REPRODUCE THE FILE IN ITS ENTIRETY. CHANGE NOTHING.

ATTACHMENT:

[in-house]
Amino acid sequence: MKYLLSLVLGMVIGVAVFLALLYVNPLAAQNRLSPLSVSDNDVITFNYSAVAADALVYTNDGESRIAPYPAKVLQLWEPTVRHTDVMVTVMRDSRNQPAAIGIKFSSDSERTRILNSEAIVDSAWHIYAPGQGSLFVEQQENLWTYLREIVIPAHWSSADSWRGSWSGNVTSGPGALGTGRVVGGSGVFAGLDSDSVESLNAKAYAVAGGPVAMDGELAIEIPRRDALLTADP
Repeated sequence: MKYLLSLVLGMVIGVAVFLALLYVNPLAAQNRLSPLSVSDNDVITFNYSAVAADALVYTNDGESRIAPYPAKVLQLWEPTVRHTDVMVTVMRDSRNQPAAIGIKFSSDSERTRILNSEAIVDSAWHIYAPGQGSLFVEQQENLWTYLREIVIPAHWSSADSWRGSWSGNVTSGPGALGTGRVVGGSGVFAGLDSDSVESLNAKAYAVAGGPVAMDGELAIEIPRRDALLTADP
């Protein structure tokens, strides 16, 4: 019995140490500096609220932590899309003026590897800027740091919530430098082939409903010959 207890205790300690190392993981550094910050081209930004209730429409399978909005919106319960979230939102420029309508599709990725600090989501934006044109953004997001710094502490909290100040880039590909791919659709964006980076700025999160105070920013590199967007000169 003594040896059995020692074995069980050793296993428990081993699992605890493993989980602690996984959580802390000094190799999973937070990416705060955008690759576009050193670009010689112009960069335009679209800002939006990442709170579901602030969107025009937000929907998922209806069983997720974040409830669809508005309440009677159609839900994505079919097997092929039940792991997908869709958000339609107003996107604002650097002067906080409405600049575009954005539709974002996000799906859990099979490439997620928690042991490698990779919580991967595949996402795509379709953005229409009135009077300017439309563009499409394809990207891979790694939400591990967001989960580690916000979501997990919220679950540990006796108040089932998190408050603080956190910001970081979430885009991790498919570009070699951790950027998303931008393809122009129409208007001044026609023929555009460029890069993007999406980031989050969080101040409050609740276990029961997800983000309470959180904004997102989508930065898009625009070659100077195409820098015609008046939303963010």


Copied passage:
[in-house]
Amino acid sequence: MKYLLSLVLGMVIGVAVFLALLYVNPLAAQNRLSPLSVSDNDVITFNYSAVAADALVYTNDGESRIAPYPAKVLQLWEPTVRHTDVMVTVMRDSRNQPAAIGIKFSSDSERTRILNSEAIVDSAWHIYAPGQGSLFVEQQENLWTYLREIVIPAHWSSADSWRGSWSGNVTSGPGALGTGRVVGGSGVFAGLDSDSVESLNAKAYAVAGGPVAMDGELAIEIPRRDALLTADP
Repeated sequence: MKYLLSLVLGMVIGVAVFLALLYVNPLAAQNRLSPLSVSDNDVITFNYSAVAADALVYTNDGESRIAPYPAKVLQLWEPTVRHTDVMVTVMRDSRNQPAAIGIKFSSDSERTRILNSEAIVDSAWHIYAPGQGSLFVEQQENLWTYLREIVIPAHWSSADSWRGSWSGNVTSGPGALGTGRVVGGSGVFAGLDSDSVESLNAKAYAVAGGPVAMDGELAIEIPRRDALLTADP
């Protein structure tokens, strides 16, 4: 019995140490500096609220932590899309003026590897800027740091919530430098082939409903010959 207890205790300690190392993981550094910050081209930004209730429409399978909005919106319960979230939102420029309508599709990725600090989501934006044109953004997001710094502490909290100040880039590909791919659709964006980076700025999160105070920013590199967007000169 003594040896059995020692074995069980050793296993428990081993699992605890493993989980602690996984959580802390000094190799999973937070990416705060955008690759576009050193670009010689112009960069335009679209800002939006990442709170579901602030969107025009937000929907998922209806069983997720974040409830669809508005309440009677159609839900994505079919097997092929039940792991997908869709958000339609107003996107604002650097002067906080409405600049575009954005539709974002996000799906859990099979490439997620928690042991490698990779919580991967595949996402795509379709953005229409009135009077300017439309563009499409394809990207891979790694939400591990967001989960580690916000979501997990919220679950540990006796108040089932998190408050603080956190910001970081979430885009991790498919570009070699951790950027998303931008393809122009129409208007001044026609023929555009460029890069993007999406980031989050969080101040409050609740276990029961997800983000309470959180904004997102989508930065898009625009070659100077195409820098015609008046939303963010």